By reducing Greta Thunberg to a gullible 16-year-old, being used as a pawn by the “ultra-left” to peddle their ideas to the world, critics are committing two follies at once: infantilising Thunberg by robbing her of her agency to express herself, and resorting to the ‘red scare’ to dismiss ideas they don’t agree with. By implying that Thunberg (an environmental activist) and Pol Pot (a communist dictator responsible for the Cambodian genocide) are similar in terms of the ideas that they represent, Sandipan Deb draws an unjust comparison by cherry-picking evidence to suit his irrational fear of left-leaning values. On the other hand, Manu Joseph makes an equally ridiculous comparison between Thunberg and Bill Gates (tech whiz and billionaire philanthropist). He hints that Thunberg appeals to women because she relies on “drama and exaggeration”, while Gates appeals to men because he is “a strategic, masculine solver of the problems of a weak, miserable world…” Joseph unnecessarily creates a false binary, to pit two people fighting for the same cause, against each other.
Deb mentions Thunberg’s speech at the United Nations Climate Action Summit, in particular, her “feral rage, the doomsday sermon delivered with messianic zeal…” Why should she or other young women be obliged to behave any differently, just so that older men such as him can find their message palatable? Maybe he would prefer that she crack a few jokes to lighten the mood or smile every now and then to ease the tension? We reject these notions of performative pleasantness that is expected of us just so that the privileged lot aren’t inconvenienced.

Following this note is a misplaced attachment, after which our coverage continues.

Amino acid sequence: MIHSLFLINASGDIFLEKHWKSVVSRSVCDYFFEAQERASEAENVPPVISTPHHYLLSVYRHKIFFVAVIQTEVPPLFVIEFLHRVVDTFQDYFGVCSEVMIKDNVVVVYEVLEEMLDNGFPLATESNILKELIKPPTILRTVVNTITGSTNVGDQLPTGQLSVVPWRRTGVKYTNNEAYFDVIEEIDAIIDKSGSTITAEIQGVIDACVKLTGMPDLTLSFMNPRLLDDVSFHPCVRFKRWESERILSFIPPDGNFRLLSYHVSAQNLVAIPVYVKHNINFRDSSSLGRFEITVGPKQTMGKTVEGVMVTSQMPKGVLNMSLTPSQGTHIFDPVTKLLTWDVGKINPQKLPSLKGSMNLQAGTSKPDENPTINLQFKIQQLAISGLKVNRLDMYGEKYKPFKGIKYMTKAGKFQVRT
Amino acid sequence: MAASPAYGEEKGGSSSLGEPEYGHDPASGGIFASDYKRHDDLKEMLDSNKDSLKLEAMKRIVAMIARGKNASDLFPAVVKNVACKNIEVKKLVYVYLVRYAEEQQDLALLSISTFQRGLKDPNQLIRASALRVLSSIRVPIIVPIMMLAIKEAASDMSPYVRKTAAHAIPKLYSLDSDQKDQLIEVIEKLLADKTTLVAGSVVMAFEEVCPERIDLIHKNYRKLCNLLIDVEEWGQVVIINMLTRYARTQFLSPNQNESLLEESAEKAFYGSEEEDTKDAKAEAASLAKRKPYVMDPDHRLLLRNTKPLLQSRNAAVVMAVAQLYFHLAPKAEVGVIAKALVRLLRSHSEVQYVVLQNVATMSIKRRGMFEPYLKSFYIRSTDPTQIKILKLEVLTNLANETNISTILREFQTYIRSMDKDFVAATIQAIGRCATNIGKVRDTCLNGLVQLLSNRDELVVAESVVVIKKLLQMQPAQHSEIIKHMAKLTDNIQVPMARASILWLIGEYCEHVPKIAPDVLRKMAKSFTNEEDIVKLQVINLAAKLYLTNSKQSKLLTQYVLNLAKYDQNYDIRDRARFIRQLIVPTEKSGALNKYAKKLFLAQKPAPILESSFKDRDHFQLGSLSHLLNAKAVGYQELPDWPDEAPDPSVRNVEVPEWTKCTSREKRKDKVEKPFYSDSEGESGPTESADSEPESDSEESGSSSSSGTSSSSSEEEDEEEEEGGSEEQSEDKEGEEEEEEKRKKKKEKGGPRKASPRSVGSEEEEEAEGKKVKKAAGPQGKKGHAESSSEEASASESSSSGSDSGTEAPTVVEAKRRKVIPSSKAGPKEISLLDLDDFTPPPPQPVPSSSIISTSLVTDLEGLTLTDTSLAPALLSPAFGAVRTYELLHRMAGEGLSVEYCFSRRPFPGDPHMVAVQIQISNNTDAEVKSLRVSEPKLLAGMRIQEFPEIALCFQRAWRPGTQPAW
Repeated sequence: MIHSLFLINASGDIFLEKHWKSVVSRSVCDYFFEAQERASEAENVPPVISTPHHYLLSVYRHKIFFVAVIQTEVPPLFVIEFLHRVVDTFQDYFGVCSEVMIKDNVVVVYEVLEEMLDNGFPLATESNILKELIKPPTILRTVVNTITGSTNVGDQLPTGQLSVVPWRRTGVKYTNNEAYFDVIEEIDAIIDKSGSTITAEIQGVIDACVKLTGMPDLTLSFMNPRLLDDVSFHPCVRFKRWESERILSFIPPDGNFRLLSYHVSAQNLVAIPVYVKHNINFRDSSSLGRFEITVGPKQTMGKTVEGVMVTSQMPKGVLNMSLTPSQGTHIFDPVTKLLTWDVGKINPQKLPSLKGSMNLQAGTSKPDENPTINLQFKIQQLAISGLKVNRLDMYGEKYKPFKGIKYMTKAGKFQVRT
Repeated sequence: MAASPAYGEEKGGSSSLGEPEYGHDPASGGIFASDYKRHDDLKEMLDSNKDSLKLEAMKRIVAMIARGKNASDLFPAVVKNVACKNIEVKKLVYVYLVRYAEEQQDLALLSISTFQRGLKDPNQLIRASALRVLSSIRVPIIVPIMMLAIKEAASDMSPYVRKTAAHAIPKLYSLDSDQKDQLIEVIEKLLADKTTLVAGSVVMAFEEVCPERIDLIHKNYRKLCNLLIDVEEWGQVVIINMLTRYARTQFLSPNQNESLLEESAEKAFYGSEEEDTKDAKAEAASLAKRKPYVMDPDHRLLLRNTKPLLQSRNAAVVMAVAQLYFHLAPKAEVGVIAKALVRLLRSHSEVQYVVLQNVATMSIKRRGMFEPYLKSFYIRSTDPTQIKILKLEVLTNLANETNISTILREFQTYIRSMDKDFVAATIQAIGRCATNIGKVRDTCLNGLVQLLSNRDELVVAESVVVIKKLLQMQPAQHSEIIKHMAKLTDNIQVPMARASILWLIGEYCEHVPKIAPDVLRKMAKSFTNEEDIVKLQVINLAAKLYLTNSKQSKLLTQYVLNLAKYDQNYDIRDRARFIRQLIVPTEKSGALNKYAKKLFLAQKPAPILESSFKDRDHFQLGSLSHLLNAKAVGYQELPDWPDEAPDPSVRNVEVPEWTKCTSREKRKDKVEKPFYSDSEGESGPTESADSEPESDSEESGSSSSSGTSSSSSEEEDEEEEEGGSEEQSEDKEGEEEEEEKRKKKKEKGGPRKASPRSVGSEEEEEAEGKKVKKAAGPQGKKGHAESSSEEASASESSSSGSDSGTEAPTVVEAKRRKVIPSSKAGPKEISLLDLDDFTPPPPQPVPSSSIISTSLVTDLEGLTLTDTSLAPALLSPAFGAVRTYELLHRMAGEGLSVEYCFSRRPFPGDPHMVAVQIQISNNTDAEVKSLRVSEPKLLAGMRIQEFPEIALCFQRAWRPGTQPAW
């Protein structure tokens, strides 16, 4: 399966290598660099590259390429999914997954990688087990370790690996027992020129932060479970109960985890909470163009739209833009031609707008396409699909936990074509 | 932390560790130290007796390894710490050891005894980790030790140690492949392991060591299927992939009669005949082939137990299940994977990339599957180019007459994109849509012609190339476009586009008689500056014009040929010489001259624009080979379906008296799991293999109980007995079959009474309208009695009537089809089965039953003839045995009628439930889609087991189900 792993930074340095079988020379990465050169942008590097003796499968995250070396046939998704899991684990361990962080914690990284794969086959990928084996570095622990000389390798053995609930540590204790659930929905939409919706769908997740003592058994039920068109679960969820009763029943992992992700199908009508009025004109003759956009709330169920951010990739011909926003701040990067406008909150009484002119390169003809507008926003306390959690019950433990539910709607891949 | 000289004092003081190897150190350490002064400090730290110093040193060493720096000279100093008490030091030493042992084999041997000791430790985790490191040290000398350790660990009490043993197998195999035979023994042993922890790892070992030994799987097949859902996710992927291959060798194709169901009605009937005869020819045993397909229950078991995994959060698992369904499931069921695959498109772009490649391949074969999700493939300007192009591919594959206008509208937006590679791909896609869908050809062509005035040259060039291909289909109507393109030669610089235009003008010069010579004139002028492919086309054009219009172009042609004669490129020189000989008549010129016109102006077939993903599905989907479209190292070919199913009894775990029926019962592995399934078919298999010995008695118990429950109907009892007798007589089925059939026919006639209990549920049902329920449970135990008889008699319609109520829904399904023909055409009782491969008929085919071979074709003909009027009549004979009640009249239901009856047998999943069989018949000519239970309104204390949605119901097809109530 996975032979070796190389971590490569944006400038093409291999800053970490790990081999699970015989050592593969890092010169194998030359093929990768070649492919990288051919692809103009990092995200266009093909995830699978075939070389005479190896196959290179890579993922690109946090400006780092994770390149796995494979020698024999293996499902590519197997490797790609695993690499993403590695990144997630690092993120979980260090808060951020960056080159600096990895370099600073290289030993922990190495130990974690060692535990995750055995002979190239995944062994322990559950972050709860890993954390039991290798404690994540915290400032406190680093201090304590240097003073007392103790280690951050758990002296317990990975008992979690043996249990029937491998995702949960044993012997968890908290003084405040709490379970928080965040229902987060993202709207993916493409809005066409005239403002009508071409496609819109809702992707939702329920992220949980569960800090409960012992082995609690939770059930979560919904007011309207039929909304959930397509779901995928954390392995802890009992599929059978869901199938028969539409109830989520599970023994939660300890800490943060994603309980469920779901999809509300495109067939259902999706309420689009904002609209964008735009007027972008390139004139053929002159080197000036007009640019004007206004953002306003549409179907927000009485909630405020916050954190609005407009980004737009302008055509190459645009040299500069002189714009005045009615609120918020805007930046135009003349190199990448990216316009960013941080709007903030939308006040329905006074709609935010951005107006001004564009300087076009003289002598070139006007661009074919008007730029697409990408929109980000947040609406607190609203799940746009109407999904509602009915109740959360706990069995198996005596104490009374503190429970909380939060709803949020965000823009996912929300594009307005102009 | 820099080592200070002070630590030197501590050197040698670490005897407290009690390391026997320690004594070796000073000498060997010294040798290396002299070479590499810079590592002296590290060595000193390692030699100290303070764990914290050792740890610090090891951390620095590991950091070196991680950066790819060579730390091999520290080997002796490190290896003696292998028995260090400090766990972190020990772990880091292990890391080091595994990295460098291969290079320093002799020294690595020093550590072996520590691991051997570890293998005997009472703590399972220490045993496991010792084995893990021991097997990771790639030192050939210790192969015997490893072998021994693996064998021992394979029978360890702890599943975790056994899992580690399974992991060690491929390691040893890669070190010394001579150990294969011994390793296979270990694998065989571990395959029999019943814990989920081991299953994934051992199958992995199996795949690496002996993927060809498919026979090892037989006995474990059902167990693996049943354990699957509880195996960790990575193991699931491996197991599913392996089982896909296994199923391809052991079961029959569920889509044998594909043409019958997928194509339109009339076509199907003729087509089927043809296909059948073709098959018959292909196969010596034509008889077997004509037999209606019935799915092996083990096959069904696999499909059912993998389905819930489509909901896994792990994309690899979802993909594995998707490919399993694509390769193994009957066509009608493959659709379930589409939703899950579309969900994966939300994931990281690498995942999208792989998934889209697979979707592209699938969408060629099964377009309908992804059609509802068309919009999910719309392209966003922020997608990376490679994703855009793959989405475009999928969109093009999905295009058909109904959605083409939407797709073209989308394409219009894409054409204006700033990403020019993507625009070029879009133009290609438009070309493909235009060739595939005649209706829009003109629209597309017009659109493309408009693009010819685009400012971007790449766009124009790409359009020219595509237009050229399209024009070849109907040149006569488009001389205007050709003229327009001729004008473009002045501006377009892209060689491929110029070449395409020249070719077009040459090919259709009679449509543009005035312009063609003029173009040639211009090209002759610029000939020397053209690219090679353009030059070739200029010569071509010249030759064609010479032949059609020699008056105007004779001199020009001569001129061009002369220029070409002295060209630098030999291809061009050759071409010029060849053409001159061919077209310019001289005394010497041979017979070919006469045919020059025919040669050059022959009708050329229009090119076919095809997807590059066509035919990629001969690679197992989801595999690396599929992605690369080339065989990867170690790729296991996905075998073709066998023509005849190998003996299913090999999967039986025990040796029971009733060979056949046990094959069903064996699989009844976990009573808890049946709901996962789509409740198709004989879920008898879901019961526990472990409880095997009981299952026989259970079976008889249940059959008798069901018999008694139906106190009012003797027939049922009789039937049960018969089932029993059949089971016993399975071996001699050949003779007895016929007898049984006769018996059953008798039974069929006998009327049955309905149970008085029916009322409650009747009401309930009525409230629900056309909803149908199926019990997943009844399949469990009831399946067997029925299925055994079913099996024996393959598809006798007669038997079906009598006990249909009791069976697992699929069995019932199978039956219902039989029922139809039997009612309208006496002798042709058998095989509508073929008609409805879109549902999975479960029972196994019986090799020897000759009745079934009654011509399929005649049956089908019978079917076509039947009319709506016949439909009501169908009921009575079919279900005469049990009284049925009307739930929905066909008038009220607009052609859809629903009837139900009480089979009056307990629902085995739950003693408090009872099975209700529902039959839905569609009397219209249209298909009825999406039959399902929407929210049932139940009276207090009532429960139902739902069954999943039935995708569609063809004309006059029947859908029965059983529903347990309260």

Joseph, on the other hand, is confused by the choice of a ‘Game of Thrones’ meme (in which a young woman is saying: “uncle, please sit“) which young women are using, to “insult middle-aged men” such as him, who happen to be critics of Thunberg. He is confused because the uncles on the show “get a lot of sex from young women.” Uncle, please sit. This is exactly the kind of pervasive, sexist attitudes that such young women are trying to fight in the first place.
Detractors put the spotlight on the fact that Thunberg has been diagnosed with Asperger’s, obsessive-compulsive disorder (OCD), and selective mutism to tell the world why she should be receiving ‘special care’, instead of advocating for a cause that she strongly believes in. Deb says that “she has admitted to suffering from” these conditions. She didn’t “admit” to anything, as though it were a crime to have a developmental and/or a mental disorder. Rather, she asserted herself and said that she views them as her “superpowers“. Receiving the right kind of support to deal with one’s mental health is just as important as being able to overcome seemingly insurmountable challenges in order to achieve something one is proud of, and both needn’t be mutually exclusive. Individuals with diagnoses of a mental nature shouldn’t be hidden away from the rest of the world like they are oddities. It shouldn’t be up to the rest of us to dictate how we think they ought to make responsible choices about their lives. Joseph believes that activism is “a flea market of human frailties.” Even if this were the case, vulnerability is nothing to be ashamed of. Paradoxically, speaking about one’s vulnerabilities at the cost of ridicule requires immense strength.